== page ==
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Forces and Motion

What is the Momentum of an Explosion?

The forces involved in an explosion make objects
move away from each other very quickly.
This is an example of Newton's third law of motion.

The law of conservation of momentum tells us that the
total momentum is the same,
before and after the explosion.

Before an explosion the objects are not moving
and so the total
momentum is zero.
After the explosion the total momentum is also still zero.
The momentum of objects moving in one direction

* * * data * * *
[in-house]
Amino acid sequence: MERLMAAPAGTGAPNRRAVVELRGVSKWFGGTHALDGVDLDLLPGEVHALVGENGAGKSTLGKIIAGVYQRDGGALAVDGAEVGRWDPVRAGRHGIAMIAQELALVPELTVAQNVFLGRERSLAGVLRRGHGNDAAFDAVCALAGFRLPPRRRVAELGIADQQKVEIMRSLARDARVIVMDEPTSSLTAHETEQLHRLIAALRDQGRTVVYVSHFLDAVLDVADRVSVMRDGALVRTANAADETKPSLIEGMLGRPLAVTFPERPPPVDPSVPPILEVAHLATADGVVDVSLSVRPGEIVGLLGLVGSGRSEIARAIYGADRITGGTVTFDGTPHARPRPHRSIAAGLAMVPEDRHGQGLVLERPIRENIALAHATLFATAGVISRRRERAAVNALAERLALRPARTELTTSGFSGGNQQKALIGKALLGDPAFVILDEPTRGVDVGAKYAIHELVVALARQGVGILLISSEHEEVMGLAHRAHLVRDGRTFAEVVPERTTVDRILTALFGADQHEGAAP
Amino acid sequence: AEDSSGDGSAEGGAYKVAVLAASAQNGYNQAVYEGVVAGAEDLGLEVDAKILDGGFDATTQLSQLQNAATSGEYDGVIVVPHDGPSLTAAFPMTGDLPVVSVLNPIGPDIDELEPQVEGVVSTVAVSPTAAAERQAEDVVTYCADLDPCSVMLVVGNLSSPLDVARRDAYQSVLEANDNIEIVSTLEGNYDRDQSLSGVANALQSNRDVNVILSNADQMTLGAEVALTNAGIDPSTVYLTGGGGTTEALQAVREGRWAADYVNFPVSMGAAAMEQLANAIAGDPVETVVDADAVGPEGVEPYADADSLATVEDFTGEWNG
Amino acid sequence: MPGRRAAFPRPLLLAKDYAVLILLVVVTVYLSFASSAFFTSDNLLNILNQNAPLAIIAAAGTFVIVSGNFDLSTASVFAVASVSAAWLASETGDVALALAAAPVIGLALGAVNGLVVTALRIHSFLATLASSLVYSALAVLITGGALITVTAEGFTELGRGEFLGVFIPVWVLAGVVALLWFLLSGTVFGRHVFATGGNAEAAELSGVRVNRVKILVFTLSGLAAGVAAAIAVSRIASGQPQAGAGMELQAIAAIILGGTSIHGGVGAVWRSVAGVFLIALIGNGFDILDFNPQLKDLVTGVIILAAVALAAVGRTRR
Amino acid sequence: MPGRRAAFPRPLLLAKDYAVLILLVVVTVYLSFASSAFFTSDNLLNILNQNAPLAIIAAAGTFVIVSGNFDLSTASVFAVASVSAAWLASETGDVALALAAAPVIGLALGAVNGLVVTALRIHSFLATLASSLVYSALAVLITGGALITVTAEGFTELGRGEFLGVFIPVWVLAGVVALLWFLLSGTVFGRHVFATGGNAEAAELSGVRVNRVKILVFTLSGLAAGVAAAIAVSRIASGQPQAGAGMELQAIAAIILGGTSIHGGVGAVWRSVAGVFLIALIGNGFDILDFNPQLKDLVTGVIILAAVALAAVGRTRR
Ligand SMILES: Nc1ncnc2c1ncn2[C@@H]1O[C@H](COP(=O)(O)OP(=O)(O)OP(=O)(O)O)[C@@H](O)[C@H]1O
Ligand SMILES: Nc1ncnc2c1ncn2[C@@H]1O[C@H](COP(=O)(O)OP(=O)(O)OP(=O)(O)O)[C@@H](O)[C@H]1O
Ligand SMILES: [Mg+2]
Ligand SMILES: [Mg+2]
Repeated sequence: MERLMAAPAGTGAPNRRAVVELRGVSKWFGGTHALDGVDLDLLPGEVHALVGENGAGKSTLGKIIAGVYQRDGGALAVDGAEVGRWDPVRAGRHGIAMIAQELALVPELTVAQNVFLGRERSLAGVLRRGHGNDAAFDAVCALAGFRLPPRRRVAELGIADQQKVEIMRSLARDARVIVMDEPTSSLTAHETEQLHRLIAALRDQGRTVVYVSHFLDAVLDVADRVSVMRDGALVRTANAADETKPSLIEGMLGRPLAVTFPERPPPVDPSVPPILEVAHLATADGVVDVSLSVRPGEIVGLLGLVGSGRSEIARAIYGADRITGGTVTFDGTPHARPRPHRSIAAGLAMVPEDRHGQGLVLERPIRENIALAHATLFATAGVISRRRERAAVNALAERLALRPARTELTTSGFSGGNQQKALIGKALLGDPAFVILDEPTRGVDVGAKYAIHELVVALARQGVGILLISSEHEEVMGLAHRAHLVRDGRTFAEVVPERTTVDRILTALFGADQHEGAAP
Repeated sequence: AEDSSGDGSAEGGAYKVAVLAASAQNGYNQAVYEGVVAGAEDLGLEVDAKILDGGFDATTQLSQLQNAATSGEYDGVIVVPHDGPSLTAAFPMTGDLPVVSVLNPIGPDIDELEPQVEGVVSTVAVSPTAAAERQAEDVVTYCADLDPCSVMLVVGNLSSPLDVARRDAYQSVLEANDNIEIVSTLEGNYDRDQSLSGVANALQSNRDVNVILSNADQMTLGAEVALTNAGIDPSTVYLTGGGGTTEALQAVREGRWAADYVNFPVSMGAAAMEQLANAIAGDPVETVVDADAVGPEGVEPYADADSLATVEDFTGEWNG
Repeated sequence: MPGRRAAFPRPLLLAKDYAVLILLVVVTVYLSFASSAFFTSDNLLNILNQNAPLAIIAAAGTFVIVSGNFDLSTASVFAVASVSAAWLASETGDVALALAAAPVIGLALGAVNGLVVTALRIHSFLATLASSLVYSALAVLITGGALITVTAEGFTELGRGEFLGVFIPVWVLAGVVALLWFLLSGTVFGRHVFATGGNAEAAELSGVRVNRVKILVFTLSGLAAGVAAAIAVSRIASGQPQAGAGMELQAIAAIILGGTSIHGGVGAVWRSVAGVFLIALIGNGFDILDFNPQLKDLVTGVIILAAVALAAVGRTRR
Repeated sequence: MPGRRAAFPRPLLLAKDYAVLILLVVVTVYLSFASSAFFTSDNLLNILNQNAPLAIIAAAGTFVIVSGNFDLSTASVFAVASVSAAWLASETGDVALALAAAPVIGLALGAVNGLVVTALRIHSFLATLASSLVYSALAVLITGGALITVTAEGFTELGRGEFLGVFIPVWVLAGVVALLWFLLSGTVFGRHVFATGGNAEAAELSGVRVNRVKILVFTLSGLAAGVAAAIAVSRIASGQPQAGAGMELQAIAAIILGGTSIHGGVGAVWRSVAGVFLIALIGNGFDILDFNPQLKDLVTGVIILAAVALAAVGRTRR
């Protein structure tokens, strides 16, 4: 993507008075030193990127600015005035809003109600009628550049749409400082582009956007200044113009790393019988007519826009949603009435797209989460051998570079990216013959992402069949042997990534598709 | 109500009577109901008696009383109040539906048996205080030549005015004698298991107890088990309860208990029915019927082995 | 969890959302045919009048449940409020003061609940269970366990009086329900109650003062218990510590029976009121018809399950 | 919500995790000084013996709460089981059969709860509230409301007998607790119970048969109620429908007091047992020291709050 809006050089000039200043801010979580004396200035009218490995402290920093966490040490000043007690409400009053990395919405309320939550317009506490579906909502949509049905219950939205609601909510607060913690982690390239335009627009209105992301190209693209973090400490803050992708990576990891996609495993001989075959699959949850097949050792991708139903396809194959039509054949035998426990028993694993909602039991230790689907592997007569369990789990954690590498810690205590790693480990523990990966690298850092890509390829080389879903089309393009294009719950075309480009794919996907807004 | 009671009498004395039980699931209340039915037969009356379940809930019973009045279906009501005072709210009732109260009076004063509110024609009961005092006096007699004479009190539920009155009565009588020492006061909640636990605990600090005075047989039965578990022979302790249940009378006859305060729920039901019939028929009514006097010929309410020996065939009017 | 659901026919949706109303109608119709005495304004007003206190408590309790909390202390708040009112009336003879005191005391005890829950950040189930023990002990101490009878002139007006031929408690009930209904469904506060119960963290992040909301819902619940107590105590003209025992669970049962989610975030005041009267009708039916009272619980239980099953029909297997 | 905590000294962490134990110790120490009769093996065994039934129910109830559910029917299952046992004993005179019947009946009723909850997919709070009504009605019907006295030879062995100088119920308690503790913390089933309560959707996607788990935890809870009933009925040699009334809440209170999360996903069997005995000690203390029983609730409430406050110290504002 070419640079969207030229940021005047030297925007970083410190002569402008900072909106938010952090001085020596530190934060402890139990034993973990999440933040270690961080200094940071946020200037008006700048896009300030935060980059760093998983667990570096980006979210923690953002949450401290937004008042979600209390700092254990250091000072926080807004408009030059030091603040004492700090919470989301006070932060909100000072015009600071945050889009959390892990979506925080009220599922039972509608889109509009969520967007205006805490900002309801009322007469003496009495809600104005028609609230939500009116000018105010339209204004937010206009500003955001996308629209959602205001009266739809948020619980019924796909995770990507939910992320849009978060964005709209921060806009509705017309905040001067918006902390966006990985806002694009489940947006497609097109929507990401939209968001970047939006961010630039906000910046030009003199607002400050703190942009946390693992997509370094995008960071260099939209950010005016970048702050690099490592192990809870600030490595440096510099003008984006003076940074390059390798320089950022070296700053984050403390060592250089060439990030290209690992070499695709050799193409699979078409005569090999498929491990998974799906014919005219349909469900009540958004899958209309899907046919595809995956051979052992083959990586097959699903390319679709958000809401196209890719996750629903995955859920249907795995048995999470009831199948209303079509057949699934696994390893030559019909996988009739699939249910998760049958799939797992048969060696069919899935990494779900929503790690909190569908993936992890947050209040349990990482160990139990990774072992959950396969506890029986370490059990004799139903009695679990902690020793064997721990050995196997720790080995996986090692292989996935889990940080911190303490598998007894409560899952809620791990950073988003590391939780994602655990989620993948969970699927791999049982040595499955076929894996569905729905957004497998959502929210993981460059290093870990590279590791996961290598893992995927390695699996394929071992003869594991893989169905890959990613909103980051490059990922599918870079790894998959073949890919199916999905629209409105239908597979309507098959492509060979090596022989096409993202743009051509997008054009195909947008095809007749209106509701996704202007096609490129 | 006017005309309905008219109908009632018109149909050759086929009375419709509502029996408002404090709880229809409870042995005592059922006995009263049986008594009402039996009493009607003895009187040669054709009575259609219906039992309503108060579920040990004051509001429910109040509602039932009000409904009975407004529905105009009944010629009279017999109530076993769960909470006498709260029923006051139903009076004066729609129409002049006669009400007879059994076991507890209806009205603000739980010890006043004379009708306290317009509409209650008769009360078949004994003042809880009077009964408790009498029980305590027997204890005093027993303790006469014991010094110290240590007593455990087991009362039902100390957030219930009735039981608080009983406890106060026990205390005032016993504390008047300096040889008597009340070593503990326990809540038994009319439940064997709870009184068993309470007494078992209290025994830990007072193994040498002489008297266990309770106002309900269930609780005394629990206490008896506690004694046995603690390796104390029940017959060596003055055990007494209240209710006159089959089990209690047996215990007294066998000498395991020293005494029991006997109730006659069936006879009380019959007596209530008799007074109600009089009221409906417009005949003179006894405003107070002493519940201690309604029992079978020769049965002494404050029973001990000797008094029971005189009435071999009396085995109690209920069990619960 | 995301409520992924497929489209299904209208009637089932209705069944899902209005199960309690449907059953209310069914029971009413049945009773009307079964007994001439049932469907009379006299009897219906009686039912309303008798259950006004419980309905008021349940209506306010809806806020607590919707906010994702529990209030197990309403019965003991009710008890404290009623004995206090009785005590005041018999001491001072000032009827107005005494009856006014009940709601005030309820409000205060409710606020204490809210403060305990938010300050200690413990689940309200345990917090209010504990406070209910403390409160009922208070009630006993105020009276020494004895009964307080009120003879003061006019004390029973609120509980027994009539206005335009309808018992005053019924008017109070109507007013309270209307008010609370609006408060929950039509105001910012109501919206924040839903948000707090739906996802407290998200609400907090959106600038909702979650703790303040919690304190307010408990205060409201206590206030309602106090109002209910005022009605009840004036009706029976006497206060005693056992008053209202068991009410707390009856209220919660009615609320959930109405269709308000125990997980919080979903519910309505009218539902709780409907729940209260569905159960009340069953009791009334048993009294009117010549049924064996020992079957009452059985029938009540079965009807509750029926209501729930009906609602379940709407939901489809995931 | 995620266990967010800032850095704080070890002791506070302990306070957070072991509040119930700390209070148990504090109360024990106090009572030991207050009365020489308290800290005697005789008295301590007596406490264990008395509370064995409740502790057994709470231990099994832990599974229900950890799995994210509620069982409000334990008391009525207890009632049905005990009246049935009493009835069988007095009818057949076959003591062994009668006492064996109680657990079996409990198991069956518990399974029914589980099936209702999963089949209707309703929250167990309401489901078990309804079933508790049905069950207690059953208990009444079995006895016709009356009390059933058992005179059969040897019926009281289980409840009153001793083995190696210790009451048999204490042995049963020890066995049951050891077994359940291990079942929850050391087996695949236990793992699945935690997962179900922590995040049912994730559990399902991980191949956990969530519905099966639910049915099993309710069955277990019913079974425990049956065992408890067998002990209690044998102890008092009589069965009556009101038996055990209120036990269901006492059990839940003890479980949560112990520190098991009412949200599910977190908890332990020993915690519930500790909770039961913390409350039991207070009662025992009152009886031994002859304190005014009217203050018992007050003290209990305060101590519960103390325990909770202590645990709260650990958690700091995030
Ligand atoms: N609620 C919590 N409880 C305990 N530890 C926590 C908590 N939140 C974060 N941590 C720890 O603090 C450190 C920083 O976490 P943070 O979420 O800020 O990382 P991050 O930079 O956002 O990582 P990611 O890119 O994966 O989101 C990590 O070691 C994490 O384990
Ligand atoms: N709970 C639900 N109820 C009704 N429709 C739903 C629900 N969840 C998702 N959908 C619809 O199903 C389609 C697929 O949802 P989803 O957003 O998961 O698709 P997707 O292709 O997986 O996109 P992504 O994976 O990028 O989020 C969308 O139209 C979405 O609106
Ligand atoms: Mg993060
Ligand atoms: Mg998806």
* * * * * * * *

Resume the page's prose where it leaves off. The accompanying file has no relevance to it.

must be exactly balanced by the
momentum of objects moving in the opposite direction.

An example of an explosion is a gun firing a bullet.
The same force that pushes the bullet forwards
and gives it a fast velocity
also pushes the gun backwards (called recoil velocity).

Q1. A gun has a mass of 2·5 kg and a recoil velocity of 8 m/s.
What is the velocity of the bullet if it has a mass of 0·02 kg?

A1. The momentum of the gun going backwards
after the explosion, must be the
same as the momentum of the bullet going forwards.

momentum = mass x velocity

For the gun
= 2·5 x 8
                           = 20
·0 kgm/s.

For the bullet
0 = 0·02 x
         v = 20·0 ÷ 0·02
          = 1000 m/s.

The velocity of the bullet = 1000 m/s.

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